The Grammar of Ornament Series is based upon a favorite book by the same name which documents designs ancient to modern. This series includes Moresque, Byzantine, Middle Ages, and Greek designs.
This page also includes the Rose Window series.
**To enlarge a window, click it.
***A window that is no longer available will show its city of residence.
The Rose Windows
These windows are all the same size, 27.25" diameter, framed in oak that is painted a dark metallic oil-rubbed bronze finish. I chose these windows for the variety of their traceries, which are exactly to scale with their namesakes, and are depicted with tile. On such a small scale, the real windows' stories are not possible to represent, and therefore the glass is intended, where possible, to mimic the general feel of the window's namesake, as if one is standing in the cathedral and squinting at it. I took great liberties with glass design while still trying to hint at the overall effect of the original. I was not successful in obtaining pictures of the original glass in many of these and this is usually indicated by a broken-glass theme. Some of the older windows such as Kirkstall Abbey, are depicted in simpler color schemes as there may not have been the breadth of colored glass available at that time. The final window, Convento de San Fransisco was added simply because while touring there (Lima, Peru), I was struck by the huge pits of femurs and skulls in its catacombs. This particular window depicts the femurs. Window construction: Each window contains double panels of glass, together encased by tile. The top panel is colored glass chosen for sparkle and basic color. The back panel is a clear glass chosen for its different sparkle; the whole effect intended to maximize brilliance when struck by the sun. This series of 14 windows took exactly two years to make.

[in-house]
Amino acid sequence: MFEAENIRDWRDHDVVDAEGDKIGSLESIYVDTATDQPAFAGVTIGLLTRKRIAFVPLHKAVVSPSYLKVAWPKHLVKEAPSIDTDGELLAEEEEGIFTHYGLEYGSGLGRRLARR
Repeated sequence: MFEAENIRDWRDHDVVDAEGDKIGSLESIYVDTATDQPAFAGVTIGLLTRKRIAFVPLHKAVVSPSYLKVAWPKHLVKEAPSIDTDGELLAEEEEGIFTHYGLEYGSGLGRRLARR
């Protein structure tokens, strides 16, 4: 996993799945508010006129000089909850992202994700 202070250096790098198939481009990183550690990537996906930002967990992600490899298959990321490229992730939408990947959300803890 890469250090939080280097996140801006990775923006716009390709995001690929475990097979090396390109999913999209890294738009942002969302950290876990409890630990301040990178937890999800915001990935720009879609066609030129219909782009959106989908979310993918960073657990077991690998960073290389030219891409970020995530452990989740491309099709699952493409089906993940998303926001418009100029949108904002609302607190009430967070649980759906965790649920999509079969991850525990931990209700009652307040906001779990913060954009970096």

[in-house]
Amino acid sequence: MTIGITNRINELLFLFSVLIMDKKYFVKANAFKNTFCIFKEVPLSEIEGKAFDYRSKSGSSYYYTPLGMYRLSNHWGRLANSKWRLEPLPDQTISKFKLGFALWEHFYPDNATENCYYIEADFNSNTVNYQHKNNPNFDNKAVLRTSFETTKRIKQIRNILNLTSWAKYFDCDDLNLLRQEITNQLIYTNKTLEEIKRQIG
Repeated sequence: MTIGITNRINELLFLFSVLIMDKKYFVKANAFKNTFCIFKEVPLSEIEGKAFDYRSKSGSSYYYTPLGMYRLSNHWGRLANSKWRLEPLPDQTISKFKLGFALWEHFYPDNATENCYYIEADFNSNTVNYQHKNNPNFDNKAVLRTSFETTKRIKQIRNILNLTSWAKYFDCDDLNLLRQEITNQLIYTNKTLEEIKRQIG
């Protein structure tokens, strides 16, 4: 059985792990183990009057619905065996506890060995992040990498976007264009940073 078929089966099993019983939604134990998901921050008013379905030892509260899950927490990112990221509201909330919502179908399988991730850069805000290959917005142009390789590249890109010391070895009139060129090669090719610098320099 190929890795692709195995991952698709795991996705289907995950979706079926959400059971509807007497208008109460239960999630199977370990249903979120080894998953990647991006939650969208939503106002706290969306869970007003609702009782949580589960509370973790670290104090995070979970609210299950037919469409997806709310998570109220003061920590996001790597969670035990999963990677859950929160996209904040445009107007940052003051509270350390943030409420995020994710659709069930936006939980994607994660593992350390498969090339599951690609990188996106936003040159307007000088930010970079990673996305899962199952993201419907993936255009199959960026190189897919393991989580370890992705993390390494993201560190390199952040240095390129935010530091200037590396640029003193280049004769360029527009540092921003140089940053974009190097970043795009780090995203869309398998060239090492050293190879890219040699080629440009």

The photos below depict the windows backlit. I've included one photo at the end, of a front-lit window, to show the tile representing its tracery.